Who is Slayer
Slayer is a band from California. Their music has come to epitomize Satanic speed metal music in the latter half of the 20th century. Their 1986 album Reign in Blood ranks as one of the single most influential metal albums of all time, typified by the modern classic “Angel of Death.”
Listen to Slayer at full blast at your place of employment.
Listen to Slayer at full blast in any public place you prefer.
DO NOT use headphones! The objective of this day is for everyone within earshot to understand that it is the National Day of Slayer. National holidays in America aren’t just about celebrating; they’re about forcing it upon non-participants.
Taking that participation to a problematic level
Stage a “Slay-out.” Don’t go to work. Listen to Slayer.
Have a huge block party that clogs up a street in your neighborhood. Blast Slayer albums all evening. Get police cruisers and helicopters on the scene. Finish with a full-scale riot.
Spray paint Slayer logos on churches, synagogues, or cemeteries.
Play Slayer covers with your own band (since 99% of your riffs are stolen from Slayer anyway).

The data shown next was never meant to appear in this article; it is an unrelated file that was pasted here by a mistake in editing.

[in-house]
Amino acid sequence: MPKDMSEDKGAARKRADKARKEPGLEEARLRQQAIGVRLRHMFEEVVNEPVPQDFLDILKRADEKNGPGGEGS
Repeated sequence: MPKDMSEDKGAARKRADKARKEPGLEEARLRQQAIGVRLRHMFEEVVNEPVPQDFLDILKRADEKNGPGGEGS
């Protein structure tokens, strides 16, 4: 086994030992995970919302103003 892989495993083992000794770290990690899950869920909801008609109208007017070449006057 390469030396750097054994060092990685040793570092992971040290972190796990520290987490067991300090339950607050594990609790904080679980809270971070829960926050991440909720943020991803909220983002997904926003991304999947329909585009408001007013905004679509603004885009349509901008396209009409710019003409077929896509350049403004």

In honor of Slayer, of metal music worldwide in all ages, and of the spirit of facing reality with eyes wide open and embracing the opportunity of challenge and fear, we intend to keep this website open and celebrate the International Day of Slayer every year on June 6. Join us… welcome back!
If you are here by mistake and wondering why Slayer (you’re supposed to yell this each time you say it, like this: SLAYER!) is important, check out the Heavy Metal Frequently Asked Questions file to see how this band influenced the rise of death metal and, well, basically everything else. SLAYER!
To aid in your celebration, enjoy some links to classic Slayer releases:
Control Denied was formed in the mid-1990s by late Death-frontman Chuck Schuldiner to cater to his desire to explore more traditional metal stylings. Schuldiner, however, was still bound to Death’s contract with Nuclear Blast and thus agreed to record one more album under the Death-moniker before concentrating fully on his new band and musical direction. As a result, songs originally intended for Control Denied were shoe-horned into a death metal context on The Sound of Perseverance (1998) which partly explains the lackluster, two-faced nature of the last and arguably worst Death-album. With contractual entanglements finally sorted out, Control Denied’s debut The Fragile Art of Existence saw the light of day in 1999. (more…)
Listen to a track from the upcoming Hadeon from longstanding Dutch band Pestilence, one is immediately struck by the similarity to late-1990s Morbid Angel: the riffs are there, albeit a bit impatient and tightly circular, but the whole experience is not. What is missing? To understand this, we must go to the core of what made death metal what it is.